Attendees will learn about discrimination claims, post-secondary schools and the professions in this session. You'll learn how federal law aids students with disabilities who do not qualify for special education services, hear about recent cases, and understand strategies for getting students services.  This session is co-sponsored by the University of Pennsylvania School of Policy and Practice, a Pre-approved Provider of Continuing Education for Pennsylvania licensed social workers.  
Tickets: Attorneys $200       General Public $100      Webinar $50   
"Pay What You Can" tickets are also available

Workshop: Fair Funding and other Commons Sense Reforms for Public Education - Saturday April 11, 9:30 am
The William Penn School District presents another public workshop in its series on school funding in Pennsylvania.  Topics to be covered include:
  • A discussion with the Public Interest Law Center of Philadelphia about the ABC's of public education funding and school funding lawsuit filed by the William Penn School District and others. 
  • An in-depth look at Governor Tom Wolf's proposed budget and its impact on property taxes and developing a more equitable funding formula.
LOCATION: Evans Elementary School Auditorium, 900 Baily Rd Yeadon, PA 19050
Questions: Please email rafi@thecavegroup.com

SCHOOL PLAY – It’s a tough subject
PCCY website March 2015
A live theatre collaboration between playwrights Arden Kass and Seth Bauer and Public Citizens for Children and Youth.  Directed by Edward Sobel.
School Play explores our attitudes toward public education using the real voices of Pennsylvanians from across the Commonwealth. 
Invited Dress Preview: April 8th @ 7:30pm
Philadelphia Premier: April 9th @ 7:30pm (only a few seats left!)
National Constitution Center 6th & Arch Streets, Philadelphia
RSVP to schoolplay@pccy.org to reserve your seat - April 9th is almost sold out and only a few seats remain for April 8th!

Who will be at the PSBA Advocacy Forum April 19-20 in Mechanicsburg and Harrisburg?
  • Acting Ed Sec'y Pedro Rivera
  • Senate Ed Committee Majority Chairman Lloyd Smucker
  • House Ed Committee Majority Chairman Stan Saylor
  • Senate Appropriations Committee Chair Pat Browne
  • Diane Ravitch
  • House Majority Leader Dave Reed
  • House Minority Leader Frank Dermody
  • 2014 PSBA Tim Allwein Advocacy Award winners Shauna D'Alessandro and Mark Miller
How about You?
Join PSBA for the second annual Advocacy Forum on April 19-20, 2015. Hear from legislative experts on hot topics and issues regarding public education on Sunday, April 19, at PSBA headquarters in Mechanicsburg. The next day you and fellow advocates will meet with legislators at the state capitol. This is your chance to learn how to successfully advocate on behalf of public education and make your voice heard on the Hill.
Details and Registration for PSBA members (only $25.00) https://www.psba.org/event/advocacy-forum-day-hill-2015/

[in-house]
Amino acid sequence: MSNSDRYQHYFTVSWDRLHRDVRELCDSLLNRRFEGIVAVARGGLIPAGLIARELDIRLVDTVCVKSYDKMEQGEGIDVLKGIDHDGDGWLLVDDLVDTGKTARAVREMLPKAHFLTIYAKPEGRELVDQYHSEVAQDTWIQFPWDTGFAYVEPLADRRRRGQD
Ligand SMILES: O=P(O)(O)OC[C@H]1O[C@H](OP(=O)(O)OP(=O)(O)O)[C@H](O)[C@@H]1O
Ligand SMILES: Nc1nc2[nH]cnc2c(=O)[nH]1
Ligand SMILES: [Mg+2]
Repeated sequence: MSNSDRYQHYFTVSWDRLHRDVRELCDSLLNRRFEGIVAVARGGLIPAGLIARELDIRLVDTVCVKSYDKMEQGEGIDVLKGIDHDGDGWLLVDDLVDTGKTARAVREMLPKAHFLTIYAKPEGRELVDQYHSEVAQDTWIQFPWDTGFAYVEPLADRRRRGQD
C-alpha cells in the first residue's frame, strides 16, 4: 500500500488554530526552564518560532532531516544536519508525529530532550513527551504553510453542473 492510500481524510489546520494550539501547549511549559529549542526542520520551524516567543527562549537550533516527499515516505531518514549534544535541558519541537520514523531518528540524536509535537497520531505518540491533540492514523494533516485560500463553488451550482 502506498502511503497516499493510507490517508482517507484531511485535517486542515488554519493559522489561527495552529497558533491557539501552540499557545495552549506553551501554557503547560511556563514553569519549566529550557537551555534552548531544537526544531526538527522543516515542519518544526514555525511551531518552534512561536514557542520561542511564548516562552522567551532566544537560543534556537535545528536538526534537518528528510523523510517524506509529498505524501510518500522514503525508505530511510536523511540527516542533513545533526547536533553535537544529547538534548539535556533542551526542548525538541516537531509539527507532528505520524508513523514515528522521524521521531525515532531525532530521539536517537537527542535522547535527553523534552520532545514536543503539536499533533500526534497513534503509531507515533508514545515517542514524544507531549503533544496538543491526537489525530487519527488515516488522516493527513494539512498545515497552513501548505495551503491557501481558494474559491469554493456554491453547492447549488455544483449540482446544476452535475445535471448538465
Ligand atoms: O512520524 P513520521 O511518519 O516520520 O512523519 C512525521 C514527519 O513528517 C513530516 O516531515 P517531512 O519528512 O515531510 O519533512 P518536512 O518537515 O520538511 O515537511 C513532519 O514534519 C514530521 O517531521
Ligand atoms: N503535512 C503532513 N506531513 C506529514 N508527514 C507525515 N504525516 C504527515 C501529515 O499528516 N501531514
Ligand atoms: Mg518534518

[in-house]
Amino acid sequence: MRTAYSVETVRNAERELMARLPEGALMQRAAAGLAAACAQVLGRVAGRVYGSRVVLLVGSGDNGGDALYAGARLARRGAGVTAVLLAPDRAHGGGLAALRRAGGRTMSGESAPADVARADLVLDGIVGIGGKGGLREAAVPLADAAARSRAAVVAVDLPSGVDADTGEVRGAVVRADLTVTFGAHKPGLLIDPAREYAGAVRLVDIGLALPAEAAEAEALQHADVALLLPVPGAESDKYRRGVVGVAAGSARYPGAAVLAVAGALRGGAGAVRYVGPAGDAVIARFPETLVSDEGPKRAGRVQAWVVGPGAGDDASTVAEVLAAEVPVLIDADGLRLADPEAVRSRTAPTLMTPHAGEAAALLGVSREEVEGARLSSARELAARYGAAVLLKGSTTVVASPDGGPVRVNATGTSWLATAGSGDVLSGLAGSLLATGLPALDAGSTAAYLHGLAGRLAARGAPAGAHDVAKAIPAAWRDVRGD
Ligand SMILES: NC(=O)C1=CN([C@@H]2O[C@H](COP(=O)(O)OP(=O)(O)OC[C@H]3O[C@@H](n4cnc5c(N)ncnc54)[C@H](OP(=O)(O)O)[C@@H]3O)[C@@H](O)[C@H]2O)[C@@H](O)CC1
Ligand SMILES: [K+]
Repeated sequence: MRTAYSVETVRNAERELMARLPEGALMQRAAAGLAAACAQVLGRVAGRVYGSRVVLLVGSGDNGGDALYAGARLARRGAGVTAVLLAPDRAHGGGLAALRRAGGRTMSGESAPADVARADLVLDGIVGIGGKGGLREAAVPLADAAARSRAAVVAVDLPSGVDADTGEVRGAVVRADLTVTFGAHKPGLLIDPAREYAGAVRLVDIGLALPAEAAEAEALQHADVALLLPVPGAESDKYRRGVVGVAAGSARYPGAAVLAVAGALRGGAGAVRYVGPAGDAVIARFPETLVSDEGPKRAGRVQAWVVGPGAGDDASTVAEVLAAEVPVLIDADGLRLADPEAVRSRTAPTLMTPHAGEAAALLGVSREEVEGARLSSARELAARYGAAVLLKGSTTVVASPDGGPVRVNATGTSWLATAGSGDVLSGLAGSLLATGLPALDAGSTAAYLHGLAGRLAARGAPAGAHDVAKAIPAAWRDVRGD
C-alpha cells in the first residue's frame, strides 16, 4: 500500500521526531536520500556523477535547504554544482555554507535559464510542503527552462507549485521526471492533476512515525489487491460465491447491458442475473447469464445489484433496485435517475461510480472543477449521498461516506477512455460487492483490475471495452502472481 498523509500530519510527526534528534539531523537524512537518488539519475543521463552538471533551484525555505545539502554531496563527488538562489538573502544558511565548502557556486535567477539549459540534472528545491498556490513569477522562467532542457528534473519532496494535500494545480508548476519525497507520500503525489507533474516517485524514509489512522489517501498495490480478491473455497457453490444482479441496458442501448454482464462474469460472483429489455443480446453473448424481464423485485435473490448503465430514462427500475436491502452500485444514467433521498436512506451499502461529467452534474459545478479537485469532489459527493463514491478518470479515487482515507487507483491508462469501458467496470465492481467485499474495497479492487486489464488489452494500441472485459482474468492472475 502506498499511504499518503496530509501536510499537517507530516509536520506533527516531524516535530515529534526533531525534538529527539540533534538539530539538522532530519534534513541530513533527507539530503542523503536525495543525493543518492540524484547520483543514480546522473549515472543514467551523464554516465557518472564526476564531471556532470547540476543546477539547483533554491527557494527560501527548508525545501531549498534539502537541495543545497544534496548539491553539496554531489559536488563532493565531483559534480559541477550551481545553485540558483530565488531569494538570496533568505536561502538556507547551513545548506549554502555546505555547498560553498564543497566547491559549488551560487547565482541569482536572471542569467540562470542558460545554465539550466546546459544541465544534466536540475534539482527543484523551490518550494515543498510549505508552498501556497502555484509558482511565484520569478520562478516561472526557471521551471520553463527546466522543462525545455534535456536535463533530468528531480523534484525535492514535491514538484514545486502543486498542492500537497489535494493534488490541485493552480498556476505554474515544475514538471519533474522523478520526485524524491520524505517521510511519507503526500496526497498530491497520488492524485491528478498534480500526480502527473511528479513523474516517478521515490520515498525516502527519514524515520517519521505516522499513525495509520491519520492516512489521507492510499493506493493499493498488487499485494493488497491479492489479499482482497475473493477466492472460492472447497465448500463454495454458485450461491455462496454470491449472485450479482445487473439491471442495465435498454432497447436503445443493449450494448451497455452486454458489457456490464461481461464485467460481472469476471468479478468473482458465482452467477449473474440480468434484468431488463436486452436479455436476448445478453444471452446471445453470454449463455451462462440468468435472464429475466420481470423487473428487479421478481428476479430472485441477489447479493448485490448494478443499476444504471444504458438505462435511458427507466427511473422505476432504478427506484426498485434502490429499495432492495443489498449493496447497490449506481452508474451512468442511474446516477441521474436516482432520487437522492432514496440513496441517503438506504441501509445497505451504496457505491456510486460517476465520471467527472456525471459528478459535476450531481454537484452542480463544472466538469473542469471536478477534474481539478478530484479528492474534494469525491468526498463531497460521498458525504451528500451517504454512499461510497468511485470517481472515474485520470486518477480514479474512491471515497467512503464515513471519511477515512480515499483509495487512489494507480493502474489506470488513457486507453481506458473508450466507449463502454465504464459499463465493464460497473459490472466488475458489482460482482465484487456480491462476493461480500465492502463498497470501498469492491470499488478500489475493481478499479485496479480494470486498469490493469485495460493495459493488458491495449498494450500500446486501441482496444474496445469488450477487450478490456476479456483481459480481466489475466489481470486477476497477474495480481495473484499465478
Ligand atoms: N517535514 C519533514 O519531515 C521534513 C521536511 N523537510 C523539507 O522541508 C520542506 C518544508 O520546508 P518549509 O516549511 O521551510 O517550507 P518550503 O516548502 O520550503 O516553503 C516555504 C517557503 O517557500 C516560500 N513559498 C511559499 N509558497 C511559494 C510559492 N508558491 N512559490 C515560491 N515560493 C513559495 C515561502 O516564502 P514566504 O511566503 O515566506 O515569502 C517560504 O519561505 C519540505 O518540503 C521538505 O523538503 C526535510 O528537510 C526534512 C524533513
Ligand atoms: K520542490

Join NPE in Chicago April 25-26
Curmuducation Blog Saturday, March 21, 2015
I don't get out much. I'm a high school English teacher in a small town, and kind of homebody by nature. When I leave town, it's for family or work. But in just over a month, on the weekend of April 25-26, I am taking a trip to Chicago for neither.   The Network for Public Education is the closest thing to an actual formal organization of the many and varied people standing up for public education in this modern era of privatizing test-driven corporate education reform. NPE held a conference last year, and they're doing it again this year-- a gathering of many of the strongest voices for public education in America today. Last year I followed along on line-- this year I will be there.

Beyond a New School Funding Formula: Lifting Student Achievement to Grow PA's Economy
Wednesday, May 6, 2015 from 7:30 AM to 10:00 AM (EDT) Harrisburg, PA
7:30 am: Light breakfast fare and registration; 8:00 am: Program
Harrisburg University Auditorium, Strawberry Square 326 Market Street Harrisburg, PA 17101 
Opening Remarks by Neil D. Theobald, President, Temple University

SESSION I: THE ECONOMIC IMPACT OF ACHIEVEMENT GAPS IN PENNSYLVANIA’S PUBLIC SCHOOLS with introduction by Rob Wonderling, President, Greater Philadelphia Chamber of Commerce, and Member, Center on Regional Politics Executive Committee.            
Presentation by Lynn A. Karoly, Senior Economist, RAND Corporation 

SESSION II: WHAT CAN PENNSYLVANIA LEARN FROM THE WORLD’S LEADING SCHOOL SYSTEMS? with introduction by David H. Monk, Dean, Pennsylvania State University College of Education
Presentation by Marc S. Tucker, President and CEO, National Center on Education and the Economy 
Sessions to be followed by a response panel moderated by Francine Schertzer, Director of Programming, Pennsylvania Cable Network 
Program presented by the University Consortium to Improve Public School Finance and Promote Economic Growth